Madeline Whittier is 17 years old. She is allergic to everything. She has SCID – severe combined immunodeficiency. She lives her life confined to a specially adapted house. Maddy can never go outside. She cannot meet anybody. It could kill her. However, Maddy is also a curious and adventurous teenager, and her lack of choices frustrates her.
Then one day, a new family move next door. Olly, the boy, dresses in black and likes free running. They start to communicate with each other, first through their bedroom windows and then by email. A friendship begins. This friendship gradually grows into something else. But how can you love someone when you can’t even be in the same room as them and can never touch them?
Maddy wants to be with Olly, but how can she do this when she can’t see people or go outside? Maddy is willing to risk everything to experience life and love. For her you are not living at all when you are trapped inside a bubble.
This is an extraordinary novel about growing up, growing away and falling in love for the first time. The story brilliantly describes the awakening of first love and the changes that occur as a teenager moves from childhood into adulthood. In some respects, Maddy’s illness acts as a metaphor for the boundaries that must be broken down in order to reach maturity, and it cleverly documents the changing relationship between Maddy and her mother.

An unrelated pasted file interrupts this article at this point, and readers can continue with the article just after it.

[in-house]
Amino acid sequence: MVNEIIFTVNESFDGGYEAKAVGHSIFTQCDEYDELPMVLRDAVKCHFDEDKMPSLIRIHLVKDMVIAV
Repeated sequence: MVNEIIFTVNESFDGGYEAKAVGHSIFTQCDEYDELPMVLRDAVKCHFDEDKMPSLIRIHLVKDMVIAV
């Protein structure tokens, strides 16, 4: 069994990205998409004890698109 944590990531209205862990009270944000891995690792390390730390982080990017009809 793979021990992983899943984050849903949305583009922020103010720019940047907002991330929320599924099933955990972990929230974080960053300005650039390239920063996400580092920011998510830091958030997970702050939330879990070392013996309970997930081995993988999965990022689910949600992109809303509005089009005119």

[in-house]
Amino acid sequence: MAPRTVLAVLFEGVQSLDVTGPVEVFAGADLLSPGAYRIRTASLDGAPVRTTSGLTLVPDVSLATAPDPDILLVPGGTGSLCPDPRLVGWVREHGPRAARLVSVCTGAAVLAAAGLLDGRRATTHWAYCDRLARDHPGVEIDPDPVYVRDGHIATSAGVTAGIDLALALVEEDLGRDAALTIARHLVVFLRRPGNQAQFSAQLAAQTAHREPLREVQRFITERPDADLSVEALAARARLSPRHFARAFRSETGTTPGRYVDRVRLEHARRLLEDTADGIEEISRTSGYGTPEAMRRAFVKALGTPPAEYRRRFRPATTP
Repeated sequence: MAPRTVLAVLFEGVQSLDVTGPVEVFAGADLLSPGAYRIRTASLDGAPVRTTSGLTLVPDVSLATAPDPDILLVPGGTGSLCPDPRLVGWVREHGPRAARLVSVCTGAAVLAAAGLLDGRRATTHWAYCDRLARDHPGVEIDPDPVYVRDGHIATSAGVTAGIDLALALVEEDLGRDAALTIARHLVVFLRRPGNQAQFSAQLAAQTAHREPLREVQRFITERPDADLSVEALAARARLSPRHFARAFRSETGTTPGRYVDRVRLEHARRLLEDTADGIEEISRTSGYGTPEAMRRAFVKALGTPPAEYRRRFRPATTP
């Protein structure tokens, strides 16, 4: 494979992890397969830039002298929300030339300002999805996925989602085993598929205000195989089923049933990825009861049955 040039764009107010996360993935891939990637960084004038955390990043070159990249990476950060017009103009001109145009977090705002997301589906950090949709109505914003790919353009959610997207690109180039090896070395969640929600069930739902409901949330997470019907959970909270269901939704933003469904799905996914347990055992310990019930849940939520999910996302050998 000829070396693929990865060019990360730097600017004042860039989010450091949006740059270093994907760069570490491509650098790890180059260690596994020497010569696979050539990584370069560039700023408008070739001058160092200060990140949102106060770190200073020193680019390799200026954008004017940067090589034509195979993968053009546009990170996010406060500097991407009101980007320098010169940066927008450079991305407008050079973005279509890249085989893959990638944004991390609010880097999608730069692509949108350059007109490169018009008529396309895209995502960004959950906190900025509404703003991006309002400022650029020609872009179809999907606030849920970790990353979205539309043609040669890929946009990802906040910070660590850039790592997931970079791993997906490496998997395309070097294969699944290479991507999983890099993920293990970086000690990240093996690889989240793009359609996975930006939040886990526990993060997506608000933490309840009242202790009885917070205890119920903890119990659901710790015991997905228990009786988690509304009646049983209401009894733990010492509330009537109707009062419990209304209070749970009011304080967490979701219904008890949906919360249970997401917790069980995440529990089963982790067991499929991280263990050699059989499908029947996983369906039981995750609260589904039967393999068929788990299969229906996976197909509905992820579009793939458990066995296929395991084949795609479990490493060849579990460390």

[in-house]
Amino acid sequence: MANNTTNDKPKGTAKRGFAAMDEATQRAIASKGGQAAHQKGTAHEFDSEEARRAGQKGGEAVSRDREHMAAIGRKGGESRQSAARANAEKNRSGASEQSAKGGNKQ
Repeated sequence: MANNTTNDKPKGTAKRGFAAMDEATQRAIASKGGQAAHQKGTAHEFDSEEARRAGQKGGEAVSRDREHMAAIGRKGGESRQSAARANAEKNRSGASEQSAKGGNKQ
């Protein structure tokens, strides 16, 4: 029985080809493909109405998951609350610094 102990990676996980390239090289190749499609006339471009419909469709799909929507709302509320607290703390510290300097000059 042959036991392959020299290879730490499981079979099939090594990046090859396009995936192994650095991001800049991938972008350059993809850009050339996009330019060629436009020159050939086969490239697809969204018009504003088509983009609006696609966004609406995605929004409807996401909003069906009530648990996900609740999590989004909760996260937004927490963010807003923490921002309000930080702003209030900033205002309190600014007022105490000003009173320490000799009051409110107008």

At the heart of the narrative is a clever secret designed to surprise the reader. This works incredibly well. Hints at this secret not only keep the reader engaged and involved but they also keep the reader guessing.
The narrative is constructed in a variety of ways, using first person narrative, emails, diary entries and other written media. It is an ingenious novel that is very well written and skilfully constructed, and it will appeal greatly to female teenage readers.